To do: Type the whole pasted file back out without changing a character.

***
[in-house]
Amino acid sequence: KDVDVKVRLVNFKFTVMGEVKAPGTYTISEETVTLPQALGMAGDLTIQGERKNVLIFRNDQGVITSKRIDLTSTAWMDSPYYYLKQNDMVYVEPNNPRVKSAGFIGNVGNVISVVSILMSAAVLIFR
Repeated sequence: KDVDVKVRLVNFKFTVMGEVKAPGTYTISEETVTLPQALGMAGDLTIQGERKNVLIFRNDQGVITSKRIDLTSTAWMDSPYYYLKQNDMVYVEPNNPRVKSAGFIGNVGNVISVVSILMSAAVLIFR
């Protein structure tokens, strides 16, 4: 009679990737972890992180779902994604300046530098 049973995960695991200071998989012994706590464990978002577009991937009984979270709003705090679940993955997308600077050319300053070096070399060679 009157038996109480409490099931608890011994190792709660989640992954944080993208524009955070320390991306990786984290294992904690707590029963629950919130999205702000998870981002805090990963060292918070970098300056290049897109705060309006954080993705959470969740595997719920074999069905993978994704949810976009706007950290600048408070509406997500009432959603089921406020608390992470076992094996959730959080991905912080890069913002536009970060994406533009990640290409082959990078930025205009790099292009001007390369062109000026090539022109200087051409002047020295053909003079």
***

[in-house]
Amino acid sequence: KDVDVKVRLVNFKFTVMGEVKAPGTYTISEETVTLPQALGMAGDLTIQGERKNVLIFRNDQGVITSKRIDLTSTAWMDSPYYYLKQNDMVYVEPNNPRVKSAGFIGNVGNVISVVSILMSAAVLIFR
Repeated sequence: KDVDVKVRLVNFKFTVMGEVKAPGTYTISEETVTLPQALGMAGDLTIQGERKNVLIFRNDQGVITSKRIDLTSTAWMDSPYYYLKQNDMVYVEPNNPRVKSAGFIGNVGNVISVVSILMSAAVLIFR
């Protein structure tokens, strides 16, 4: 009679990737972890992180779902994604300046530098 049973995960695991200071998989012994706590464990978002577009991937009984979270709003705090679940993955997308600077050319300053070096070399060679 009157038996109480409490099931608890011994190792709660989640992954944080993208524009955070320390991306990786984290294992904690707590029963629950919130999205702000998870981002805090990963060292918070970098300056290049897109705060309006954080993705959470969740595997719920074999069905993978994704949810976009706007950290600048408070509406997500009432959603089921406020608390992470076992094996959730959080991905912080890069913002536009970060994406533009990640290409082959990078930025205009790099292009001007390369062109000026090539022109200087051409002047020295053909003079």